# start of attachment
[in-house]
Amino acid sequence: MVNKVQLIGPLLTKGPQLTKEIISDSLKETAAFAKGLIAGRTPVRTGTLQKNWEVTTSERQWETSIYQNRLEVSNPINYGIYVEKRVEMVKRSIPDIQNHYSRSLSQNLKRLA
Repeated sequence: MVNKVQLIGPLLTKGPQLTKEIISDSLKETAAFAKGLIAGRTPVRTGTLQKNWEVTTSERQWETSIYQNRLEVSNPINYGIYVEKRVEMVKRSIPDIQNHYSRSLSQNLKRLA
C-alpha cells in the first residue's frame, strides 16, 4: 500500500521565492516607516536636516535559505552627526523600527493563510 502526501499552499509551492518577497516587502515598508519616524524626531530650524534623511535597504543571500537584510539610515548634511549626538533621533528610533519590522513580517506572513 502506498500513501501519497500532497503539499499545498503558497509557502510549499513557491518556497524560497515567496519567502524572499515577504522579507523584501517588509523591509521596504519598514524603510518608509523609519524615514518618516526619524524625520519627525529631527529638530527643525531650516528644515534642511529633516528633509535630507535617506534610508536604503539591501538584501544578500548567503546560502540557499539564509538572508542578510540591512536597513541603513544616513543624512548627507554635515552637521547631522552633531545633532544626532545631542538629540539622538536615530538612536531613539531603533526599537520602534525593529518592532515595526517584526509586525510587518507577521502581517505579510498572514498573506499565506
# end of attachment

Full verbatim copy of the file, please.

[in-house]
Amino acid sequence: MVNKVQLIGPLLTKGPQLTKEIISDSLKETAAFAKGLIAGRTPVRTGTLQKNWEVTTSERQWETSIYQNRLEVSNPINYGIYVEKRVEMVKRSIPDIQNHYSRSLSQNLKRLA
Repeated sequence: MVNKVQLIGPLLTKGPQLTKEIISDSLKETAAFAKGLIAGRTPVRTGTLQKNWEVTTSERQWETSIYQNRLEVSNPINYGIYVEKRVEMVKRSIPDIQNHYSRSLSQNLKRLA
C-alpha cells in the first residue's frame, strides 16, 4: 500500500521565492516607516536636516535559505552627526523600527493563510 502526501499552499509551492518577497516587502515598508519616524524626531530650524534623511535597504543571500537584510539610515548634511549626538533621533528610533519590522513580517506572513 502506498500513501501519497500532497503539499499545498503558497509557502510549499513557491518556497524560497515567496519567502524572499515577504522579507523584501517588509523591509521596504519598514524603510518608509523609519524615514518618516526619524524625520519627525529631527529638530527643525531650516528644515534642511529633516528633509535630507535617506534610508536604503539591501538584501544578500548567503546560502540557499539564509538572508542578510540591512536597513541603513544616513543624512548627507554635515552637521547631522552633531545633532544626532545631542538629540539622538536615530538612536531613539531603533526599537520602534525593529518592532515595526517584526509586525510587518507577521502581517505579510498572514498573506499565506